The virtuous, politically charged platitudes put forth in the commentary by New York Gov. Eliot Spitzer have a lot of appeal on the surface, but could very easily evolve into another ill-conceived, unfunded federal mandate (Lets complete the job, April 23, p. 24). In its current description, it would undermine the private insurance market and create a single-payer system that will have fewer options than Medicare.
The current structures of Medicaid and the State Childrens Health Insurance Program have not fulfilled the needs of those for whom they were intended nor met the expectations of those who provide care. SCHIP has been used to cover adults and in many states has expended only a minor fraction of funds on children. The system is not user-friendly, with regulatory elements and reimbursement levels that, in many states, have limited the participation of practicing pediatricians. In states where there are an adequate number of doctors participating to provide adequate access to care, many practices will set limits on the number of SCHIP and Medicaid patients, making up for losses through the higher reimbursements paid by private insurance companies.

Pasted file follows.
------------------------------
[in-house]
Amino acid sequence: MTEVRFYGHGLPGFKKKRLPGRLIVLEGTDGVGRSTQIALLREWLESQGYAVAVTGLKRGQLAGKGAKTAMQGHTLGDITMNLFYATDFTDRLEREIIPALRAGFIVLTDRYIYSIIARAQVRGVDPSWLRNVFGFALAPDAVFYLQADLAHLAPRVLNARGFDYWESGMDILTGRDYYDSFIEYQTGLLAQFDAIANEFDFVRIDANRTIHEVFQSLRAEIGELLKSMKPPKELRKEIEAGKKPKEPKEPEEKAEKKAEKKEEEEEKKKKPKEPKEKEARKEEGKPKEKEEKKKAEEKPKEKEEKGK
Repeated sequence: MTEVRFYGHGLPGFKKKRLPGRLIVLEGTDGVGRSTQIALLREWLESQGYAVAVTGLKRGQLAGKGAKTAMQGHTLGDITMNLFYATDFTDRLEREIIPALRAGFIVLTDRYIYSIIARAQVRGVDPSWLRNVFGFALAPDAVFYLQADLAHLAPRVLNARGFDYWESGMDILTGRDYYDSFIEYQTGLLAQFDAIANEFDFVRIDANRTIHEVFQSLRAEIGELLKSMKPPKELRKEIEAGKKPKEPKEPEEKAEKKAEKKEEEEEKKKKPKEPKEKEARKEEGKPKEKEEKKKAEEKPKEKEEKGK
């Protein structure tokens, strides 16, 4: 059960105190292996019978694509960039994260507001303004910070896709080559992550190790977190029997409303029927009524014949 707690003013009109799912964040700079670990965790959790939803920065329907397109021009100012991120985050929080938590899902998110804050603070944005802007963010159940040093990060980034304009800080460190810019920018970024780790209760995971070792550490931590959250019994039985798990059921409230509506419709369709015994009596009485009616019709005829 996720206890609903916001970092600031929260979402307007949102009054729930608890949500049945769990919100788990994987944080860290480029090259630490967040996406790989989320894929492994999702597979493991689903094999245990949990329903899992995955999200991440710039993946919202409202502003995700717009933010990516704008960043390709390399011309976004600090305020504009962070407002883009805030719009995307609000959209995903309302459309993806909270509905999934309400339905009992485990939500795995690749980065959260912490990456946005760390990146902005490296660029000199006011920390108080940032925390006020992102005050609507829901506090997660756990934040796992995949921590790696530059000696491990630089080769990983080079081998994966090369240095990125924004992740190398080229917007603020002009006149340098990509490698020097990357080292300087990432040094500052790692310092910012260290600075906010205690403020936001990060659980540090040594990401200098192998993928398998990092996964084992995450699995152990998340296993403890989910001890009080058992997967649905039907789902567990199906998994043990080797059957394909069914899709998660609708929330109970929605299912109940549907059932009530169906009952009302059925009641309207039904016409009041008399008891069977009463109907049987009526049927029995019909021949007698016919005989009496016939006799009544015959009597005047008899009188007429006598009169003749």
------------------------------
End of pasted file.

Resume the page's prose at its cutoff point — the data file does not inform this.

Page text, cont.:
The promise of adequate payment from Medicaid programs has not translated into sustainable revenue and, more often, has been woefully inadequate. There is no reason to believe that there is a solution in this proposal that could pay for care in a way that could keep the practice of pediatrics viable. By offering every parent a choice (although there doesnt look like they have one in this plan) that decreases their healthcare or insurance costs, there will be a single payer and single payment scheme.
Meanwhile, the entitlement of Medicare is a paradox of disastrous proportions. It relies on low-income workers providing a significant portion of their paycheck to cover the medical costs of seniors who could afford to pay for their own care. Whats worse, there are more seniors coming with greater expectations and more-expensive care options and this will ultimately bankrupt the program. The cost of operating and the low income associated with a primary-care geriatric practice has already created dire professional manpower shortages that will only get worse.
There is a serious problem with the Medicare physician-payment formula that our legislators have not attempted to fix. It is hard to imagine simple solutions that respond to a market need in a bureaucratic system. If you want to have medical care for children, you cant mandate it without understanding what impact it will have on the foot soldiers who perform the services that this plan would require. These are small businesses that employ hundreds of thousands of people in a professional endeavor that is barely profitable and requires exceptional dedication, intellect and effort.
Spitzers program would break the back of pediatricians. It is not a panacea.
Russell LibbyPhysician Virginia Pediatric Group Fairfax